Dealing with Medicines
- Safety Management
- Storing Medication
- Access to Medication
- Disposal of Medicines
- Hygiene/Infection Control
54. Some medicines may be harmful to anyone for whom they are not prescribed. Where a school agrees to administer this type of medicine the employer has a duty to ensure that the risks to the health of others are properly controlled. This duty derives from the Control of Substances Hazardous to Health Regulations 1994 (COSHH).
55. Schools should not store large volumes of medication. The Head Teacher should make suitable arrangements with the parents for the delivery and disposal of medications. (See Form Med 1)
56. When the school stores medicines staff should ensure that the supplied container is labelled with the name of the pupil, the name and dose of the drug and the frequency of administration. Where a pupil needs two or more prescribed medicines, each should be in a separate container. Non health care staff should never transfer medicines from their original containers. The Head Teacher is responsible for making sure that medicines are stored safely. Pupils should know where their own medication is stored and who holds the key. A few medicines, such as asthma inhalers, must be readily available to pupils and must not be locked away. Many schools allow pupils to carry their own inhalers. Other medicines should generally be kept in a secure place not accessible to pupils.
57. If the school locks away medication that a pupil might need in an emergency, all staff should know where to obtain keys to the medical cabinet.
58. Some medicines need to be refrigerated. Medicines can be kept in a refrigerator containing food but should be in an airtight container and clearly labelled. The school should restrict access to a refrigerator holding medicines.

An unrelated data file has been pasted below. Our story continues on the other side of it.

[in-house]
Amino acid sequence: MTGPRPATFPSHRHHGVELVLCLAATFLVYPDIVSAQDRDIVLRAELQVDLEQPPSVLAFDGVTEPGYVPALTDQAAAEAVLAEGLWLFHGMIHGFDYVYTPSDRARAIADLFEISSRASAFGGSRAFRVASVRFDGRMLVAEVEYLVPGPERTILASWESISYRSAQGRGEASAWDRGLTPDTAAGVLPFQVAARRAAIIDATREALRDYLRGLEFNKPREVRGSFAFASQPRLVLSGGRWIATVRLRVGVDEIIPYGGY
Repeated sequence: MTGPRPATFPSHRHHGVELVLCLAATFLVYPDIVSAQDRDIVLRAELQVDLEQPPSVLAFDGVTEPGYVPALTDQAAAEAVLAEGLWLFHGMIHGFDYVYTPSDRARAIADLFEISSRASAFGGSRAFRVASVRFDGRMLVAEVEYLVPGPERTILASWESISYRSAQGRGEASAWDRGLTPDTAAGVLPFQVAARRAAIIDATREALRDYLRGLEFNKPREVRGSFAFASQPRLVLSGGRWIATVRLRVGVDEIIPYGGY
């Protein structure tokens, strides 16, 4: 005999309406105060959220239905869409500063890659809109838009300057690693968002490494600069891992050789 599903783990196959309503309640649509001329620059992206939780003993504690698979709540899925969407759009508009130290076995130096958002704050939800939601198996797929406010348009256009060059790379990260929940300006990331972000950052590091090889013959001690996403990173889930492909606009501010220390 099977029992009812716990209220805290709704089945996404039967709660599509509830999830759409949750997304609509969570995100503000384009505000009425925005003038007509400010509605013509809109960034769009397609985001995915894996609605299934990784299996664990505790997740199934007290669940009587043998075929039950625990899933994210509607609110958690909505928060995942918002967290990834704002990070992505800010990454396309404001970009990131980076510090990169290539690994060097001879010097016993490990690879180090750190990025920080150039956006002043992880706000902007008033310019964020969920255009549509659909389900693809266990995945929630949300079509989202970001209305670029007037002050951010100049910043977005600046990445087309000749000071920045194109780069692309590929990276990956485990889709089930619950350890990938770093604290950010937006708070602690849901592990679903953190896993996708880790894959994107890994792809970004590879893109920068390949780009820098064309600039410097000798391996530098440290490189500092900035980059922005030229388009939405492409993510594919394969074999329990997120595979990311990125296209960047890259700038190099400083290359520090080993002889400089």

59. Local and community services pharmacists may give advice to schools about storing medicines.
60. Pupils must have access to their medicine when required. The school may want to make special access arrangements for emergency medication that it keeps. However, it is also important to make sure that medicines are only accessible to those for whom they are prescribed. This should be considered as part of the school’s policy about pupils carrying their own medication.
61. School staff should not dispose of medicines. Parents should collect medicines held at school at the end of each term. Parents are responsible for disposal of date-expired medicines.
62. All staff should be familiar with normal precautions for avoiding infection and must follow basic hygiene procedures. Staff should have access to protective disposable gloves and take care when dealing with spillages of blood or other body fluids and disposing of dressings or equipment. Further guidance is available in the Department for Education and Employment publication HIV and Aids: A guide for the Education Service. (Admin Handbook – Health and Safety Section HS/011).
63. All staff should know how to call the emergency services. All staff should also know who is responsible for carrying out emergency procedures in the event of need. Guidance on calling an ambulance is provided on (Form Med 6). A pupil taken to hospital by ambulance should be accompanied by a member of staff who should remain until the pupil’s parent arrives.
64. Staff should not take pupils to hospital in their own car unless they are covered by public liability insurance. The member of staff should also be accompanied by another adult, wherever possible. (Reference Admin Handbook – School Section SS/007)
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